This was, admitted Arsène Wenger, "a game which was blocked tactically." He added: "I can understand the fans might be disappointed by the game, but this is the way football happens."
Any neutrals may indeed have been thoroughly bored by this match, enough to have turned over, if they had the option, to watch Chelsea's goal-laden saunter past Genk. If they did so they would, however, have missed the one moment of quality in this stadium where, 13 summers ago Paul Scholes announced himself in a World Cup for England.
This time it was a young Welshman who provided a touch of class, Aaron Ramsey. His last-gasp goal earned Arsenal an unlikely victory on the Côte d'Azur and put them into a commanding position in Group F of the Champions League .It was the first goal Marseilles had conceded at home in nine hours of the elite competition, a surprising fact given the poverty of their own performance. Indeed, both teams had looked what they are, struggling domestically for form and confidence.
Robin van Persie had a header cleared off the line in the first half, and drew a good save from Steve Mandanda in the last minute of normal time, but otherwise Arsenal threatened no more than their hosts – who barely troubled Wojciech Szczesny.
The one bit of bad news for Wenger was yet another injury, this time to Carl Jenkinson's knee. With his first-choice right-back, Bacary Sagna, already out for some time,he will hope Jenkinson's injury is not as serious as it first appeared.
This is the sort of venue the young Englishman would not even have dared dream of playing at when he was turning out for Eastbourne Borough last year. The Stade Vélodrome is one of Europe's most evocative stadiums and there was a decent atmosphere despite a renovation programme for Euro 2016 which meant one side was empty bar around 1,500 Arsenal fans. They saw a team which had two changes, one enforced, from the XI which managed a nervy 2-1 win over Sunderland at the weekend. Andre Santos came in for the injured Kieran Gibbs and Andrei Arshavin, who impressed off the bench on Sunday, kept his place at the expense of Gervinho.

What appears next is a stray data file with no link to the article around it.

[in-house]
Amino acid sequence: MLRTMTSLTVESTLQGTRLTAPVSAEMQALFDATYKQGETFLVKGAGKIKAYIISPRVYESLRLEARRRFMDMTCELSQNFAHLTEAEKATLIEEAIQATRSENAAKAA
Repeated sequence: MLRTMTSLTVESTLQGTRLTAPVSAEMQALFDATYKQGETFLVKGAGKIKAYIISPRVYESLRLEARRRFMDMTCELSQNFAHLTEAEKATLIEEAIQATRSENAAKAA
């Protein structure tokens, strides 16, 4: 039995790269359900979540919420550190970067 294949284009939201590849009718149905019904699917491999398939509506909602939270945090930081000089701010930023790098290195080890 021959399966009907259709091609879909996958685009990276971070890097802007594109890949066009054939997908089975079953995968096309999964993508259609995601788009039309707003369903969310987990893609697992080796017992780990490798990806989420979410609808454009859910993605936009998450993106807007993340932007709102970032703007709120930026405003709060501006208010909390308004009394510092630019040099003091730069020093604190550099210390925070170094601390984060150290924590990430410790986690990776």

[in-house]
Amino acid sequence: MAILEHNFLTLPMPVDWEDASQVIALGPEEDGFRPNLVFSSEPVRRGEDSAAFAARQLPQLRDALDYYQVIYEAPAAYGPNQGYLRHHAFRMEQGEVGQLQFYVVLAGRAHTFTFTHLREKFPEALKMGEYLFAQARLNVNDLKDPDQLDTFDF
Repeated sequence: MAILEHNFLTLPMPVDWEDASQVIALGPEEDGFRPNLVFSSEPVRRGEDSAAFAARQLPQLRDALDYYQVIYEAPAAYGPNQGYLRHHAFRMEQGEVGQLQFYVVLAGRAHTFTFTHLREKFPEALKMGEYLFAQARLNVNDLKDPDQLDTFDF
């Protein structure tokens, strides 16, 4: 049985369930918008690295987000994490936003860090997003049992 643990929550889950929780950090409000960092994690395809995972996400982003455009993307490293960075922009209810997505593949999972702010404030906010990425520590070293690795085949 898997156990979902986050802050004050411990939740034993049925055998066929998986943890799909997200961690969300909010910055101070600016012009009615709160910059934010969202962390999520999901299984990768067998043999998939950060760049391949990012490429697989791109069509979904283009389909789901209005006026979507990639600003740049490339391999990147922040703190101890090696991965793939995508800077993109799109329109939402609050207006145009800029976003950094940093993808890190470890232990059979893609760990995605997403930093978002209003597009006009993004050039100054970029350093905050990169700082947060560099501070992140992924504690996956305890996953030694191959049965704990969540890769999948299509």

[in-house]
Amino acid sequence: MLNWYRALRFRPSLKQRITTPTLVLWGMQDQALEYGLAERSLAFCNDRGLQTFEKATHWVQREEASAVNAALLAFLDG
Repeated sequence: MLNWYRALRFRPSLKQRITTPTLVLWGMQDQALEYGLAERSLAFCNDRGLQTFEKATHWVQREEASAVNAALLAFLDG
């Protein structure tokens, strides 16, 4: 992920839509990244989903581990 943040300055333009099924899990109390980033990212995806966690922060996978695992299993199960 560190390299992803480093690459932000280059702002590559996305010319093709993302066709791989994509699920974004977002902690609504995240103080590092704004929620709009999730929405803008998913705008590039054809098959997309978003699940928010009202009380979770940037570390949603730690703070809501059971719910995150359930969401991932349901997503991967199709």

Both men were to have poor games with Mathieu Valbuena enjoying the freedom they gave him on Arsenal's left flank. Most prominent in the early stages though was Löic Rémy. Alex Song was cautioned after three minutes for bringing him down and the France international almost prompted a mix-up between Szczesny and Laurent Koscielny. Then came Wenger's first stroke of luck as the Slovenian referee took a lenient view of a handball in the box by Jenkinson – Andre Ayew was booked for his protests. A third name in the book was Santos for checking Valbuena.
It was midway through the half before Arsenal finally exerted some sustained pressure on their hosts with a burst of corners. From one Van Persie sent a header goalwards only for Souleymane Diawara – who appeared to handball earlier in the mêlée – to clear off the line.
Diawara is indeed the inept centre-half of Charlton's 2006-07 relegation but since returning to France the Senegal international has shown sufficient form to suggest Iain Dowie's £3.7m valuation of him was not so far wide of the mark. Indeed, Marseilles paid rather more to sign him from Bordeaux.
Marseilles pressed again but Rémy was denied first by Jenkinson – after skipping past Per Mertesacker rather too easily – then by Koscielny. With Lucho Gonzalez shooting wide when well-placed, Arsenal not only reached the interval without breach but were largely untroubled from then on, Marseilles seeming to have burned themselves out. The one time they threatened, when Valbuena brought down a cross on the edge of the six-yard box, Song scrapped hard to prevent Ayew managing a shot and Arsenal cleared the danger.
Not that the visitors threatened much themselves. Errors remained as likely a source of goals as creative work and Theo Walcott came close to profiting when Alou Diarra allowed the ball to run away from him but, with Diawara coming across to cover Walcott was unable to beat Mandanda.
Both sides made substitutions in an attempt to engineer a breakthrough, Wenger introducing Gervinho, then Ramsey, for Walcott and Arshavin, neither of whom had been a threat. Gervinho perked up Arsenal's attack and in the last minute slipped in Van Persie for a shot which Mandanda did well to keep out at the near post. Nevertheless, it was more indicative of the match when Tomas Rosicky and Van Persie messed up the short corner routine which followed, Rosicky hitting his return pass out of play.
That looked to be a fitting final act, then Djourou, deep and wide on the right, sent over a cross which eluded all save Gervinho who got a slight touch. The ball ran to Ramsey, coming in late and unmarked. He steadied himself and tucked his shot away superbly. The Arsenal fans, who were by then receiving a thorough soaking from the heavens, were giddy with joy. Tactically blocked? Who cares? Not they.
The result means Arsenal remain unbeaten in nine away European matches on French soil. That statistic ignores, however, defeats to Spanish opposition in the finals of the European Cup-Winners' Cup, and the Champions League, respectively Real Zaragoza in 1995 and Barcelona in 2006. Arsenal, at present, show no sign of reaching another final, but at this stage results are what matters, in particular qualifying top of the group, and they have made excellent progress on that front.
Dortmund face Greek tragedy
Borussia Dortmund's return to the Champions League after a gap of nine years is turning sour as the German champions slumped to their second successive defeat, this time going down 3-1 at Olympiakos. Jose Holebas gave the Greek side the lead only for Borussia's Robert Lewandowski to equalise. However, Algerian striker Rafik Djebbour made it 2-1 five minutes before half-time and Francois Modesto wrapped things up with 11 minutes to go.Reuse content